In developing a more efficient European airspace (Single European Sky), important objectives are that one the one hand shorter routes can be flown and that on the other hand additional distances flown due to the presence of (closed) military airspace are limited as much as possible. To achieve this, military flying areas will be re-located and new airways opened, as indicated in the airspace vision document by the Dutch Ministry for Infrastructure and the Environment. The re-location of these military flying areas requires an adjustment to the guidance of air traffic inbound for Schiphol airport entering the Netherlands from the southeast. The Knowledge & Development Centre Mainport Schiphol (KDC) has been investigating the possibilities of creating, for that purpose, a new approach point for that traffic.
Fixed approach points Schiphol
Air traffic inbound for Schiphol is currently directed to the airport via three approach points. These approach points lie northeast (ARTIP), southwest (RIVER) and northwest (SUGOL) of Schiphol airport. Because of the location of the current military airspace in the southeast of the Netherlands, air traffic arriving from the southeast is directed to Schiphol via the northeastern approach point. For approaches from the southeast, an alternative approach point has to be created, a so-called 4th Initial Approach Fix (IAF).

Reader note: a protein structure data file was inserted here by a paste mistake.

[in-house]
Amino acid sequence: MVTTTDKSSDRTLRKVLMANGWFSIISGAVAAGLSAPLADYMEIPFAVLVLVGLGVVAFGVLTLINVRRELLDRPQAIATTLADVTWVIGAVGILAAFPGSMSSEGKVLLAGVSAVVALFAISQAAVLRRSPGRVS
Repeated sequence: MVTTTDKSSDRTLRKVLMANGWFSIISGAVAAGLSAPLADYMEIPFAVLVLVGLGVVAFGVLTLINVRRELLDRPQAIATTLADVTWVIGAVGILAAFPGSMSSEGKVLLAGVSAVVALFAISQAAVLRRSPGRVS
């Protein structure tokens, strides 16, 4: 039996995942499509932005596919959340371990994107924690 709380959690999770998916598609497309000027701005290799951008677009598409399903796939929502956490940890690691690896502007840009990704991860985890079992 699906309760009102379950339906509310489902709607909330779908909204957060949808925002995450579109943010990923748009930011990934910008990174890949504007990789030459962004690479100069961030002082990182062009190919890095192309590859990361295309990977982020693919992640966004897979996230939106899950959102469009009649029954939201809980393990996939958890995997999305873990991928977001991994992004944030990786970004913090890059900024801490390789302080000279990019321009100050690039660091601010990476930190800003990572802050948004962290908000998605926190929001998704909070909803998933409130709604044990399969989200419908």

In the KDC study it was investigated whether a 4th IAF is necessary for the guiding of the traffic from the southeast, and what is needed for realization of the 4th IAF. The conclusion from this study was that a 4th IAF is necessary. Subsequently, the study has looked into requirements on the location of the 4th IAF, required changes in airspace classification, and measures necessary to make the guiding of traffic flows from four instead of three approach points workable. The results of this study will be used to realize adjustments in the guidance of the traffic from the southeast, including the 4th IAF. The 4th IAF is expected to be put into service by late 2016.